Last Modified: February 15, 2004
Dear OncoLink "Ask The Experts,"
As a Certified Nursing Assistant I have always been ordered to not take blood pressures, no finger sticks, no blood draws on the arm of a patient that has had a mastectomy. I can understand not doing it for a certain amount of time, to allow time for healing. However, is that for the rest of the patients life, or is there a set time after the surgery that the arm may be used? Your assistance is greatly appreciated.
Lora Packel MS, PT, Coordinator of Cancer Therapy Services for the Hospital of the University of Pennsylvania, responds:
Many women have their axillary (arm pit) lymph nodes removed when having a mastectomy. Lymph nodes help drain fluid and other cells out of the arm. When a patient has lymph nodes removed, they have fewer "drainage pipes" or pathways for fluid to move out of the arm. This may result in a back up of fluid, which is called lymphedema. Edema means swelling and lymph is the fluid drained through the lymph nodes.
We ask that patients avoid blood pressures, IV's and fingersticks for blood sugar on the side of their surgery for their lifetime. This is to reduce the risk of injury or inflammation to that arm. The body's natural response to injury is to send fluid and infection fighting cells to the area. This results in more fluid in an arm that has fewer "drainage pipes," and MAY result in swelling.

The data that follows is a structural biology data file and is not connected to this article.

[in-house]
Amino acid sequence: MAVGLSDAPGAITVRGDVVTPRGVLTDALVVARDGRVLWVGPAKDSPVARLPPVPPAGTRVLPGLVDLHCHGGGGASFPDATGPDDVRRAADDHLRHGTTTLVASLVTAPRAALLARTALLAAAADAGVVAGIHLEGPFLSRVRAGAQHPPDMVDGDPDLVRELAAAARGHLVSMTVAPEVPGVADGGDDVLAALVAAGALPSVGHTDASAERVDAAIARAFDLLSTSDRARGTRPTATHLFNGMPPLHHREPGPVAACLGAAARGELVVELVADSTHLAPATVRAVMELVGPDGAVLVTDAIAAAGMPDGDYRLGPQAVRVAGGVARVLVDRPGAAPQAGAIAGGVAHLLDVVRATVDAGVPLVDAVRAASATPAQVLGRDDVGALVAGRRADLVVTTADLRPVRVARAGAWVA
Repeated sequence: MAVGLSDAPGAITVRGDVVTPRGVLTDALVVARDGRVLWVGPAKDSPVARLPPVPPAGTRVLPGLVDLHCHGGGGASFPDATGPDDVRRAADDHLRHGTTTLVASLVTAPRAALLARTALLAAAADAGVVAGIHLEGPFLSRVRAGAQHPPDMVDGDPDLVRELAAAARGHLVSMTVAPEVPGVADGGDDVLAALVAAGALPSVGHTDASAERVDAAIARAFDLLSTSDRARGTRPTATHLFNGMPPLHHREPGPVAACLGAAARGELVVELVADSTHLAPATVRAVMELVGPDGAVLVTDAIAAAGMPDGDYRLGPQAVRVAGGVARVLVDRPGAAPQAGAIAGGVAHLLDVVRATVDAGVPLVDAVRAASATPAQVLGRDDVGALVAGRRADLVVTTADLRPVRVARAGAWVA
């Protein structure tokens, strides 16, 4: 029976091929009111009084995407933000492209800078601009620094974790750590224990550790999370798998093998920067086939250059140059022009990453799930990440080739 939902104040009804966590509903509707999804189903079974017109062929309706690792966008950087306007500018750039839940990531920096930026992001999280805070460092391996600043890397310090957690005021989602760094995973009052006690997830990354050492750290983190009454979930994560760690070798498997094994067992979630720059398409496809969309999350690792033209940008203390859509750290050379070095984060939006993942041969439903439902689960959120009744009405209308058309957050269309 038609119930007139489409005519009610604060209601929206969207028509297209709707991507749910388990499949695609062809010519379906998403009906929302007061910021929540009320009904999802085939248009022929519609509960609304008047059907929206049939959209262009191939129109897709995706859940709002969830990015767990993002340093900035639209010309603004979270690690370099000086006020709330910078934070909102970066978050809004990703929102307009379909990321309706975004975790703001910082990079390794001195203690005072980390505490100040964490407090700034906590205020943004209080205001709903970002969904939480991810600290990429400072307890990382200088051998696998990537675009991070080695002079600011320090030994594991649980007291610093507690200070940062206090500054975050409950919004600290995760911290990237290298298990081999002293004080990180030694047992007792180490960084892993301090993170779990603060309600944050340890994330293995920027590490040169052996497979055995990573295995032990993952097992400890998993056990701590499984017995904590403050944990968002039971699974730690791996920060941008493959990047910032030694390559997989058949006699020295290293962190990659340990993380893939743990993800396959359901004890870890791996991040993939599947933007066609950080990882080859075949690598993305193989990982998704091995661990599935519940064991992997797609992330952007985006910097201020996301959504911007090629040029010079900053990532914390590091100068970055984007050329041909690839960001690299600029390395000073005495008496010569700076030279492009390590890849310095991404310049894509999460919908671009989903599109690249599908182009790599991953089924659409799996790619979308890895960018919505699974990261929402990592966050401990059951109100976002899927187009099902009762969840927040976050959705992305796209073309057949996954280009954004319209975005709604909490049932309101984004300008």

There may be times where an IV is needed in the arm. There is no evidence to state that an IV will cause lymphedema, so we counsel patients to avoid it if at all possible. If there is an emergency, then the risks of lymphedema need to be weighed against the benefit of putting an IV in an "at risk" arm.
Apr 2, 2010 - In breast cancer patients, adjuvant radiotherapy receipt is consistently high after breast-conserving surgery but lower after mastectomy, even in patients for whom the treatment is strongly indicated, and surgeon involvement is a major influence on radiotherapy receipt, according to a study published online March 29 in the Journal of Clinical Oncology.
Apr 2, 2010
Sep 21, 2010
May 3, 2011